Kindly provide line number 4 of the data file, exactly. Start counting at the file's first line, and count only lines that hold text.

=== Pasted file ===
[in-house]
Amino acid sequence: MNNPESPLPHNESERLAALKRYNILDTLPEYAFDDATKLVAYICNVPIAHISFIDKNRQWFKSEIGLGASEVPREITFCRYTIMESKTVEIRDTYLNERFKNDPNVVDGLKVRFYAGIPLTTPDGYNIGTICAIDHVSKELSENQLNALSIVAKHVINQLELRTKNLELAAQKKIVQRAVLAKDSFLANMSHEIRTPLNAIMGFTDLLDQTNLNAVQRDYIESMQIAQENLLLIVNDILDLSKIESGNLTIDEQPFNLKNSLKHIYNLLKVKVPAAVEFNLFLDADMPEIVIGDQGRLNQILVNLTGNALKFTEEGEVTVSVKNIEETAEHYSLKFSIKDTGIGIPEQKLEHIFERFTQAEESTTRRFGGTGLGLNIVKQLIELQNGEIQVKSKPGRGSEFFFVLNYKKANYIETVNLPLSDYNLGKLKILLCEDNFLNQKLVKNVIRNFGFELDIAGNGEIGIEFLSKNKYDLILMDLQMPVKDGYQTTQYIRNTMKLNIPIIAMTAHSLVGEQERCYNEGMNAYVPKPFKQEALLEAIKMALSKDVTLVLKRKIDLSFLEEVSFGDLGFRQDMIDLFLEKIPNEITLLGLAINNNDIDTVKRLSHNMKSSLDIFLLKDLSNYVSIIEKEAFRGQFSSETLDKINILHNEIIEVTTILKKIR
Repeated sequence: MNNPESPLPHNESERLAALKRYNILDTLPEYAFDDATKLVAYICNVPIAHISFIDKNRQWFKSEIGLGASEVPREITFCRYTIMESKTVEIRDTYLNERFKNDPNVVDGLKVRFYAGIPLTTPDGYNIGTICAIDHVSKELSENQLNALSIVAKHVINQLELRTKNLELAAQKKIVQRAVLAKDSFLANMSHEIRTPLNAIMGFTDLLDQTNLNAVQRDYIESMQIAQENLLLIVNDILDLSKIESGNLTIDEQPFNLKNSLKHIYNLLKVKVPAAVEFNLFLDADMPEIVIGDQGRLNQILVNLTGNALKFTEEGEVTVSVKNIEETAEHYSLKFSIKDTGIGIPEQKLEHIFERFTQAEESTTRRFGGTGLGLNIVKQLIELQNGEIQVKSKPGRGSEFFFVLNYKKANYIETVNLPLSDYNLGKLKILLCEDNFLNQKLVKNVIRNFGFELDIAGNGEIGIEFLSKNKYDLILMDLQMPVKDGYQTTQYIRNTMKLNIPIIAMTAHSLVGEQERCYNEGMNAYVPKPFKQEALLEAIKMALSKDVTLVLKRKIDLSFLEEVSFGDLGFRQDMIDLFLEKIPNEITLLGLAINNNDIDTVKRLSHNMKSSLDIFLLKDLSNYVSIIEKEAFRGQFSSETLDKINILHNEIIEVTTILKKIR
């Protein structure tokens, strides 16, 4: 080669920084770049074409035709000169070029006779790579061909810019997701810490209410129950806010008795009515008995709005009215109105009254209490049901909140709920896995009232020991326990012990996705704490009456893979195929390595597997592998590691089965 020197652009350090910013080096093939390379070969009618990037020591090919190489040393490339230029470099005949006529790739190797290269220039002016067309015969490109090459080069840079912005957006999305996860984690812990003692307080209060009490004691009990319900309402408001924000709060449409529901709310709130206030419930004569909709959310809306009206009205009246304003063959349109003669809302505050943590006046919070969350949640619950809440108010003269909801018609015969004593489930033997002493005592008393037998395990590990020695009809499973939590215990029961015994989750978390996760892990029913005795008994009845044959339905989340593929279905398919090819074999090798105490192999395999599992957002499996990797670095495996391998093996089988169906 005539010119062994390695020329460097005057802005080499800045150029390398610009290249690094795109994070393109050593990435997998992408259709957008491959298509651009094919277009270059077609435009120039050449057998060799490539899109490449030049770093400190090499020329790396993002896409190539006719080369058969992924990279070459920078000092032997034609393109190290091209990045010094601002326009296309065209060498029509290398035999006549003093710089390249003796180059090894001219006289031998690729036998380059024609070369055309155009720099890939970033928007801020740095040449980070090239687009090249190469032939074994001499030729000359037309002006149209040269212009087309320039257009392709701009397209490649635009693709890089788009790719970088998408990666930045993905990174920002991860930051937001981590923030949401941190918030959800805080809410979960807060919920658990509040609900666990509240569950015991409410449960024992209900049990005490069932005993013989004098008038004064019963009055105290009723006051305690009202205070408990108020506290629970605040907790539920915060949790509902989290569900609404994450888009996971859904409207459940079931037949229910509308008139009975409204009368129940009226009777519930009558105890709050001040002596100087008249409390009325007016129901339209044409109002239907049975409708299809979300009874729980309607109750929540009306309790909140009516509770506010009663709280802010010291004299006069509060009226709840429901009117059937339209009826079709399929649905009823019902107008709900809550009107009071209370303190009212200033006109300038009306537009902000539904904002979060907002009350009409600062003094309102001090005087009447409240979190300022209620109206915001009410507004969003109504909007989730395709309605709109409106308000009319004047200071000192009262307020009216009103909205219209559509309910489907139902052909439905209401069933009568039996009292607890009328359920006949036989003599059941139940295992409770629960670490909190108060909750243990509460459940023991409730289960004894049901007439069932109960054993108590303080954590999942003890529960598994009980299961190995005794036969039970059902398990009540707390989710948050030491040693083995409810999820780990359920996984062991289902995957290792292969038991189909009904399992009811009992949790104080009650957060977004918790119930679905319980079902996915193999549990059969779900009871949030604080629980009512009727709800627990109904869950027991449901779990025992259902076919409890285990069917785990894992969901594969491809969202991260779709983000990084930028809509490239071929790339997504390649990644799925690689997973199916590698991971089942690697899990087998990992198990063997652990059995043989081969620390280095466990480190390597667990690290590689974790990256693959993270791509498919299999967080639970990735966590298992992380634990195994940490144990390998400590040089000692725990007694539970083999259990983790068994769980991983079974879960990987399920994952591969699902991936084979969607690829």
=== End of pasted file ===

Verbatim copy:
């Protein structure tokens, strides 16, 4: 080669920084770049074409035709000169070029006779790579061909810019997701810490209410129950806010008795009515008995709005009215109105009254209490049901909140709920896995009232020991326990012990996705704490009456893979195929390595597997592998590691089965 020197652009350090910013080096093939390379070969009618990037020591090919190489040393490339230029470099005949006529790739190797290269220039002016067309015969490109090459080069840079912005957006999305996860984690812990003692307080209060009490004691009990319900309402408001924000709060449409529901709310709130206030419930004569909709959310809306009206009205009246304003063959349109003669809302505050943590006046919070969350949640619950809440108010003269909801018609015969004593489930033997002493005592008393037998395990590990020695009809499973939590215990029961015994989750978390996760892990029913005795008994009845044959339905989340593929279905398919090819074999090798105490192999395999599992957002499996990797670095495996391998093996089988169906 005539010119062994390695020329460097005057802005080499800045150029390398610009290249690094795109994070393109050593990435997998992408259709957008491959298509651009094919277009270059077609435009120039050449057998060799490539899109490449030049770093400190090499020329790396993002896409190539006719080369058969992924990279070459920078000092032997034609393109190290091209990045010094601002326009296309065209060498029509290398035999006549003093710089390249003796180059090894001219006289031998690729036998380059024609070369055309155009720099890939970033928007801020740095040449980070090239687009090249190469032939074994001499030729000359037309002006149209040269212009087309320039257009392709701009397209490649635009693709890089788009790719970088998408990666930045993905990174920002991860930051937001981590923030949401941190918030959800805080809410979960807060919920658990509040609900666990509240569950015991409410449960024992209900049990005490069932005993013989004098008038004064019963009055105290009723006051305690009202205070408990108020506290629970605040907790539920915060949790509902989290569900609404994450888009996971859904409207459940079931037949229910509308008139009975409204009368129940009226009777519930009558105890709050001040002596100087008249409390009325007016129901339209044409109002239907049975409708299809979300009874729980309607109750929540009306309790909140009516509770506010009663709280802010010291004299006069509060009226709840429901009117059937339209009826079709399929649905009823019902107008709900809550009107009071209370303190009212200033006109300038009306537009902000539904904002979060907002009350009409600062003094309102001090005087009447409240979190300022209620109206915001009410507004969003109504909007989730395709309605709109409106308000009319004047200071000192009262307020009216009103909205219209559509309910489907139902052909439905209401069933009568039996009292607890009328359920006949036989003599059941139940295992409770629960670490909190108060909750243990509460459940023991409730289960004894049901007439069932109960054993108590303080954590999942003890529960598994009980299961190995005794036969039970059902398990009540707390989710948050030491040693083995409810999820780990359920996984062991289902995957290792292969038991189909009904399992009811009992949790104080009650957060977004918790119930679905319980079902996915193999549990059969779900009871949030604080629980009512009727709800627990109904869950027991449901779990025992259902076919409890285990069917785990894992969901594969491809969202991260779709983000990084930028809509490239071929790339997504390649990644799925690689997973199916590698991971089942690697899990087998990992198990063997652990059995043989081969620390280095466990480190390597667990690290590689974790990256693959993270791509498919299999967080639970990735966590298992992380634990195994940490144990390998400590040089000692725990007694539970083999259990983790068994769980991983079974879960990987399920994952591969699902991936084979969607690829």